Ultimately, the best preparation would be to get over to Mavericks and get as much time in the water there as possible. I’m not sure how likely that might be. I have some sponsor commitments in Hawaii and some family stuff I have to attend to. But we’ll see. When I finished 3rd at jaws, that was the first time I’d been to the break and laid eyes on it. It’s not the ideal preparation by any means, but there is something simple in that approach that works with my brain – having no option but to just paddle out and charge it – it’s a less desirable way to win, but might be better in some aspects. If I’m fit, I’ll be feeling more confident, that’s for sure.
What would be the best-case scenario at mavericks/worst case scenario?
Best case scenario, I ride a couple of fantastic waves, come out completely unscathed, and win. Worst case scenario, I drown on live TV and no one comes to my funeral.
Why Big wave Surfing, what drives you to paddle out into a 20 foot wave?
I think fear of regret is what really drives me most.
To be included in the first ever Women’s Big Wave event at Jaws was something historical, I mean. How could I say no? Having such an impressive, experienced water safety team in place is a massive incentive. That kind of support does not exist outside of the competitive environment, so if ever there was a time to charge it and have a crack, that was it. That’s not so say something bad, dreadful could not still occur, but the odds of drowning or whatever, must be significantly reduced. And I think if I said no, I would not have been invited back again this year.
And like anything, as you gain experience, then more opportunities arise – and it’s tackling these things and facing your fears allows you to grow.
And there is no doubt, adrenaline pays a big part! It’s addictive.
Do you ever get people saying things like „you shouldn’t be doing that, that´s to heavy..“ or similar?
When I was in the car park, at the boat ramp about to head out to Cow Bombie, I had a couple of other surfers looking at me strangely, like “what’s she doing?”. Obviously, I was the only girl there and they couldn’t quite work out why I was in a wetsuit with a board – even though there could be no other explanation! Ha ha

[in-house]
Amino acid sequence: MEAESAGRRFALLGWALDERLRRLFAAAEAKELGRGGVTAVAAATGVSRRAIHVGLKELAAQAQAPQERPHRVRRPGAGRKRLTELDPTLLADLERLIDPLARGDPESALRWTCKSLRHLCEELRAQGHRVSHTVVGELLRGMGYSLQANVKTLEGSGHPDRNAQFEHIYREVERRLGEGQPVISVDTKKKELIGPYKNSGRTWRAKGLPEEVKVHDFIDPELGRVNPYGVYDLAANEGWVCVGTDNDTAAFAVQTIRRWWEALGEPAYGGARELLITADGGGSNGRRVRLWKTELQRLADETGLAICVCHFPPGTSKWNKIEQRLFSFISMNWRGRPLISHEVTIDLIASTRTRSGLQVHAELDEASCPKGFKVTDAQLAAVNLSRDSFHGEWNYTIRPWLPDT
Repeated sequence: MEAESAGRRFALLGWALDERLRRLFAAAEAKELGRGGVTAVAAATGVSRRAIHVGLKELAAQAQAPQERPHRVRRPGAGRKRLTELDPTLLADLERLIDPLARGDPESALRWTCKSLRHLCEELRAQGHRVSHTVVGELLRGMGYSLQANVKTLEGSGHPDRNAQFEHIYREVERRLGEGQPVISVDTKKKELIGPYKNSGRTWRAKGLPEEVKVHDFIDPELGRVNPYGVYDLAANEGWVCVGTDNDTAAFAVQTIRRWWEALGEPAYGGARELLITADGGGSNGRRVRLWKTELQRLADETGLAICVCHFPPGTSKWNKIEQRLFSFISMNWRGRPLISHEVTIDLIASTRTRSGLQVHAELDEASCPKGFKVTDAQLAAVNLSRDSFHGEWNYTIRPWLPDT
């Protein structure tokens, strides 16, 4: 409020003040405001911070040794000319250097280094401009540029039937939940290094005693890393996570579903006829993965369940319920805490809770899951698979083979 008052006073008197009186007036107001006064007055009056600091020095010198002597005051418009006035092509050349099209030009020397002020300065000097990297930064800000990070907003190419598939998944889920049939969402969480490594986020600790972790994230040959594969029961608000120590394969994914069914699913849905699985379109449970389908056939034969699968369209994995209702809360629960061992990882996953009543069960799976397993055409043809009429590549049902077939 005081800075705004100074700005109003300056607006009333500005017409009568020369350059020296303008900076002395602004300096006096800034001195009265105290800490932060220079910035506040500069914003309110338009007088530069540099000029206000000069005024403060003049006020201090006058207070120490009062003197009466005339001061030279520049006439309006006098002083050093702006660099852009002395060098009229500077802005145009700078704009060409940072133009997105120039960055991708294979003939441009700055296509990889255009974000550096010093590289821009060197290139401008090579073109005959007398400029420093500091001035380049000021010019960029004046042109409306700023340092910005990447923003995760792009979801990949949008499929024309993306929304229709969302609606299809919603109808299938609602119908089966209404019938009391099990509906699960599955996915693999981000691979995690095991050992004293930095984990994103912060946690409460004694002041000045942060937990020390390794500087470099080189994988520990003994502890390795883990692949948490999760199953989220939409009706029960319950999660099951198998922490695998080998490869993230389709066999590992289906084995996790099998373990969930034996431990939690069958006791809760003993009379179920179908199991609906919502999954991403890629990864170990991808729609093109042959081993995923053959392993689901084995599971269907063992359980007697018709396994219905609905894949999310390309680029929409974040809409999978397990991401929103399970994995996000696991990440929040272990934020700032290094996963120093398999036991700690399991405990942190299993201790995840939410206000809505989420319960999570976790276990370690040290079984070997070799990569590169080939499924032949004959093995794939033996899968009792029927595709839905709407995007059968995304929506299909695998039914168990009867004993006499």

What Big Waves spots would you like to have on tour?
Somewhere in my backyard in Western Australia please!
You can’t beat home field advantage when it comes to competitive surfing. Somewhere I know as well as Paige knows Jaws would be awesome.
What´s your plan for the winter months besides from mavericks?
In about a week and a half I’ll be heading back over to Hawaii. I have a few shoots for Billabong to do and I’ll hang out and watch the last event for the men at Pipe. After that I’ll head back to Australia. It’s coming into summer here! Which is one of my favourite seasons and that means warm weather, Christmas, family and friends.
But I’ll also be training quite heavily because you never know when the next big swell might be!
My goals for next year are to Qualify for world tour and to win a Big Wave event. There’s also a few surf spots in my list that I’d really like to surf, big cloud break, g-land, I’d like to go back to the Mentawai Islands and there’s a couple of others too...
You are traveling a lot to chase down big swells, but you still seem to find time in between to be creative and do amazing artwork.
Thanks! A few years ago I was doing a lot more art - before I started to take Big Wave Surfing and the qualifying series more seriously. I had two solo art exhibitions one in Paddington, Sydney and the other in Margaret River. The last year it has been hard for me to try and find the time to do art because of all the travel and training that I’ve been doing but when I have found the time my style of art has really started to change and I like it. I’m now painting a lot more abstract acrylic pieces. Still in the experimenting stages but I like where it’s heading!
So it’s definitely a balancing act… but my goals right now are to win a Big Wave event and qualify for the World Tour so I think art might take a bit of back seat till one of these happen.
What is the connection between big wave surfing and art for you? Do the two go together?
Ha ha! I think they do go hand in hand.
I’ve been doing art before I was surfing, my Dad is a ceramicist and my mum studied fashion design so they always encouraged me to do art growing up. Some of my fondest earliest memories are of me doing art with my family so it definitely puts me in a good head space.
The ocean for me is my biggest inspiration. I’m constantly inspired by it, every day it looks different and every time I surf I am humbled and inspired by it.
Is art something you could imagine doing as a job? What kind of job would it be, what type of art?
Definitely! I’ll keep doing art for the rest of my life. Right now I don’t have enough time to invest into it but at some point I would love to do it full tine and see what I can produce!
Thanks Flick, for taking the time!
Check out Flick´s Art and Instagram: